#rsrh Unfair to creationists, really.

Calling anti-vaccination hysteria “Left-wing creationism,” that is.  *I have yet to have it explained to me why I should worry more about my kid being around another kid whose parents believe that the universe was created six thousand years ago than I should be worried about my kid being around another kid whose parents believe that the MMR is the tool of Satan.  Creationism doesn’t cause encephalitis, meningitis, and/or deafness; mumps can.

Anyway, The Panic Virus: A True Story of Medicine, Science, and Fear is not the Book of the Week.  While I will pick books that I have not yet read, I try to pick ones that I’m pretty sure that I will read, once they come out; and this particular book is probably superfluous to my needs.  I’m already quite aware that there’s an unscientific fringe group out there pushing a false link between autism and vaccinations; and that said group is putting my kids at risk with their nonsense; and that the typical believer is, ah, generally not on my side of the political spectrum.  You may still want to check out the book anyway.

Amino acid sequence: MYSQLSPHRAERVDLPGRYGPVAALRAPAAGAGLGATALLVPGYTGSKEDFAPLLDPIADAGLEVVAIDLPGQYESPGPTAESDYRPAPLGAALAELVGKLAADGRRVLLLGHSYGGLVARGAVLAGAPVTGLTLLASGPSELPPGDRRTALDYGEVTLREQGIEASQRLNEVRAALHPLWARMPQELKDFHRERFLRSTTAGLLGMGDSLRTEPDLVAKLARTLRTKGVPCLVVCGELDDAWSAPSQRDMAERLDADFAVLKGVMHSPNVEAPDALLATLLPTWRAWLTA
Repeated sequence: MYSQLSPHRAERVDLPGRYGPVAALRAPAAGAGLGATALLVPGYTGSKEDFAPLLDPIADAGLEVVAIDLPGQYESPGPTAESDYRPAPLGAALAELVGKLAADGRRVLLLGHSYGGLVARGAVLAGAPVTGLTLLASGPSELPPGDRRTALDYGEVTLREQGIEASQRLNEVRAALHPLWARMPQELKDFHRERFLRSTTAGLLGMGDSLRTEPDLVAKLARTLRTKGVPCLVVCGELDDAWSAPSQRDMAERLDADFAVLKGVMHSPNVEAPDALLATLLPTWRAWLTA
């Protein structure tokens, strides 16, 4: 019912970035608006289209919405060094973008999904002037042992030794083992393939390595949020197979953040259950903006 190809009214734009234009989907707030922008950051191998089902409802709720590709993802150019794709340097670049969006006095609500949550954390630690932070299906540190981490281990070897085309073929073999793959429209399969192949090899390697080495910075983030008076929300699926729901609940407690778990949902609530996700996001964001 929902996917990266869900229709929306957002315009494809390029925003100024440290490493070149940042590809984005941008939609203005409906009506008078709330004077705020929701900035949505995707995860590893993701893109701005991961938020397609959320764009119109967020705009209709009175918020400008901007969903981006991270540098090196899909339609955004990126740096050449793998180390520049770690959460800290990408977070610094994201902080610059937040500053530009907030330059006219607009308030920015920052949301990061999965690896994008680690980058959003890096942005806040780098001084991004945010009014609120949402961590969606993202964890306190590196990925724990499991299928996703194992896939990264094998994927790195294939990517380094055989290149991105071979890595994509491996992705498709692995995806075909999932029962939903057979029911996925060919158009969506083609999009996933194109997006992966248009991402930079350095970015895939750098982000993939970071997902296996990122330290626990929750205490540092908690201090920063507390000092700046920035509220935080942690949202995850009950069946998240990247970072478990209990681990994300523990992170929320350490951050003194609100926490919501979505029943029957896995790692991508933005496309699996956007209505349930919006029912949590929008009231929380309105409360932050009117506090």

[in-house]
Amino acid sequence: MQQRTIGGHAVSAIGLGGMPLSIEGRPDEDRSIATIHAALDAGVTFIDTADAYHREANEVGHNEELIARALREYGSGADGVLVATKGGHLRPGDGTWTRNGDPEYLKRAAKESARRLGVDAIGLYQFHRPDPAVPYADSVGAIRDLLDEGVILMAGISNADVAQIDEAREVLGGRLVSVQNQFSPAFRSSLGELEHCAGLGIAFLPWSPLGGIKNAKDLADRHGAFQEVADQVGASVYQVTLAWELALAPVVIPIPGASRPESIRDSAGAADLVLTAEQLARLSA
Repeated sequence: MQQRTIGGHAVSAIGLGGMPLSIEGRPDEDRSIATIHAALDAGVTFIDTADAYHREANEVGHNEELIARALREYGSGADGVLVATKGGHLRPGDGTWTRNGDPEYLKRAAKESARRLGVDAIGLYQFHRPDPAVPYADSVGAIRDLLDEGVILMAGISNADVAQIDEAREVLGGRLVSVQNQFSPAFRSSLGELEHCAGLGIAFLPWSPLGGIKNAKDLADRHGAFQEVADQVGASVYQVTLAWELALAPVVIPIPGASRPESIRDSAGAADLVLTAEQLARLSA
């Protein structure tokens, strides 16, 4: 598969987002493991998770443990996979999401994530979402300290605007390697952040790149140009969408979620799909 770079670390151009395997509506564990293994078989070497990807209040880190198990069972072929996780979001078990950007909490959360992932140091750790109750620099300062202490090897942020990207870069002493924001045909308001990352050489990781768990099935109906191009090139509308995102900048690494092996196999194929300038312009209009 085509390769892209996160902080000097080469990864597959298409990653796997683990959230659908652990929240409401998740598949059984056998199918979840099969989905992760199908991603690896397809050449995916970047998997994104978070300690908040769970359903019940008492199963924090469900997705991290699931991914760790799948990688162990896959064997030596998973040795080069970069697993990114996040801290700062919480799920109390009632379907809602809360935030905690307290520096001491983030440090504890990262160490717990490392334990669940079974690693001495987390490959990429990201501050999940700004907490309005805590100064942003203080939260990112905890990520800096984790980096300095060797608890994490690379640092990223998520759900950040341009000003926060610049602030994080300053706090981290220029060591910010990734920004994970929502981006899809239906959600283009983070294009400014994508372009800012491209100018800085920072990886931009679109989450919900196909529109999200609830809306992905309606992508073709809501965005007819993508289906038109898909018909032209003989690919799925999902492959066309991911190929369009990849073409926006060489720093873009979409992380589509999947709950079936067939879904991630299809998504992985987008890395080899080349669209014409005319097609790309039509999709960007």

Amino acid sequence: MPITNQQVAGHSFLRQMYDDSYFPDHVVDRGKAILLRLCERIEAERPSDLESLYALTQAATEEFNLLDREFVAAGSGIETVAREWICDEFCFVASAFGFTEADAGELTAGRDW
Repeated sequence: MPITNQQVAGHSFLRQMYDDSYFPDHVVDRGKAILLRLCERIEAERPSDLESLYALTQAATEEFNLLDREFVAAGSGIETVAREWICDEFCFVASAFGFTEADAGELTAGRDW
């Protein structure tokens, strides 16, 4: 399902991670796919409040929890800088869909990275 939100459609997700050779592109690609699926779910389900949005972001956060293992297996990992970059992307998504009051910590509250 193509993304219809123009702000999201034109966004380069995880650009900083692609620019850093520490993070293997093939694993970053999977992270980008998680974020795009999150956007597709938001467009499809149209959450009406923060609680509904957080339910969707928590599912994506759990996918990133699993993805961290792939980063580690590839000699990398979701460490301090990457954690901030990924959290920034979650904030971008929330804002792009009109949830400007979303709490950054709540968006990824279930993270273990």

See also here and here.

Moe Lane

1 Comment

  • jetty says:

    While I don’t think there is a link between autism and vaccinations, I do question how much we understand about the process. Government run studies showing how safe vaccines are don’t invoke confidence. The Gulf War Syndrome debacle seemed to be swept under the carpet (“It wasn’t the vaccines! It wasn’t the vaccines! Uhh, wait, never mind.”)

    I listened to someone who worked at the WHO. Pretty scary stuff regarding vaccines world-wide.

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